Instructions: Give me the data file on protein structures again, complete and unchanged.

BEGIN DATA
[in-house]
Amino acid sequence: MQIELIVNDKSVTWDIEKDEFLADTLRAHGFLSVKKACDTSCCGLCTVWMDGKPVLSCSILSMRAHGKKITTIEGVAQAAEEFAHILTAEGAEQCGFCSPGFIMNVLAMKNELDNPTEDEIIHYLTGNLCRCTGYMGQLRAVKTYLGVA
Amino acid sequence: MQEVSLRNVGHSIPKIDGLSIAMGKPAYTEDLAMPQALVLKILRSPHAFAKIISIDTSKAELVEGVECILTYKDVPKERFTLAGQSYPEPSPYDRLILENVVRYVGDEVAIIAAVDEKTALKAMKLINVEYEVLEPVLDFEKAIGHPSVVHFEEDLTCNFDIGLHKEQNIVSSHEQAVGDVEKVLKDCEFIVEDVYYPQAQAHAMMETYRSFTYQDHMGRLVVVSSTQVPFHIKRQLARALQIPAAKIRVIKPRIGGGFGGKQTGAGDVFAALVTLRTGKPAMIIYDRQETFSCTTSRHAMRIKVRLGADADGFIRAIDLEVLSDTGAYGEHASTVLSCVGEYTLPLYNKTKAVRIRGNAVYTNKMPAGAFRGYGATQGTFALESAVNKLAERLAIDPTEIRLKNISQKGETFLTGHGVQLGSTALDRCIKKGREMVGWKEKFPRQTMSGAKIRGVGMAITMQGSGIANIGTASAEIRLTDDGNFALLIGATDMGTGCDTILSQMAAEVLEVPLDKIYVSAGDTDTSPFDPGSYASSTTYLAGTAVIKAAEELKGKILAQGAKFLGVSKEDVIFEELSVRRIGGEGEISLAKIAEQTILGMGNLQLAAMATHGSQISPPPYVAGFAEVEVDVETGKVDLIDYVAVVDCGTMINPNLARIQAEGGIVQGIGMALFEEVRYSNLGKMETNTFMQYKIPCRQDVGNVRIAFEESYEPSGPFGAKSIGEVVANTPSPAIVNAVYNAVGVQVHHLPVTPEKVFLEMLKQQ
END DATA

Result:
[in-house]
Amino acid sequence: MQIELIVNDKSVTWDIEKDEFLADTLRAHGFLSVKKACDTSCCGLCTVWMDGKPVLSCSILSMRAHGKKITTIEGVAQAAEEFAHILTAEGAEQCGFCSPGFIMNVLAMKNELDNPTEDEIIHYLTGNLCRCTGYMGQLRAVKTYLGVA
Amino acid sequence: MQEVSLRNVGHSIPKIDGLSIAMGKPAYTEDLAMPQALVLKILRSPHAFAKIISIDTSKAELVEGVECILTYKDVPKERFTLAGQSYPEPSPYDRLILENVVRYVGDEVAIIAAVDEKTALKAMKLINVEYEVLEPVLDFEKAIGHPSVVHFEEDLTCNFDIGLHKEQNIVSSHEQAVGDVEKVLKDCEFIVEDVYYPQAQAHAMMETYRSFTYQDHMGRLVVVSSTQVPFHIKRQLARALQIPAAKIRVIKPRIGGGFGGKQTGAGDVFAALVTLRTGKPAMIIYDRQETFSCTTSRHAMRIKVRLGADADGFIRAIDLEVLSDTGAYGEHASTVLSCVGEYTLPLYNKTKAVRIRGNAVYTNKMPAGAFRGYGATQGTFALESAVNKLAERLAIDPTEIRLKNISQKGETFLTGHGVQLGSTALDRCIKKGREMVGWKEKFPRQTMSGAKIRGVGMAITMQGSGIANIGTASAEIRLTDDGNFALLIGATDMGTGCDTILSQMAAEVLEVPLDKIYVSAGDTDTSPFDPGSYASSTTYLAGTAVIKAAEELKGKILAQGAKFLGVSKEDVIFEELSVRRIGGEGEISLAKIAEQTILGMGNLQLAAMATHGSQISPPPYVAGFAEVEVDVETGKVDLIDYVAVVDCGTMINPNLARIQAEGGIVQGIGMALFEEVRYSNLGKMETNTFMQYKIPCRQDVGNVRIAFEESYEPSGPFGAKSIGEVVANTPSPAIVNAVYNAVGVQVHHLPVTPEKVFLEMLKQQ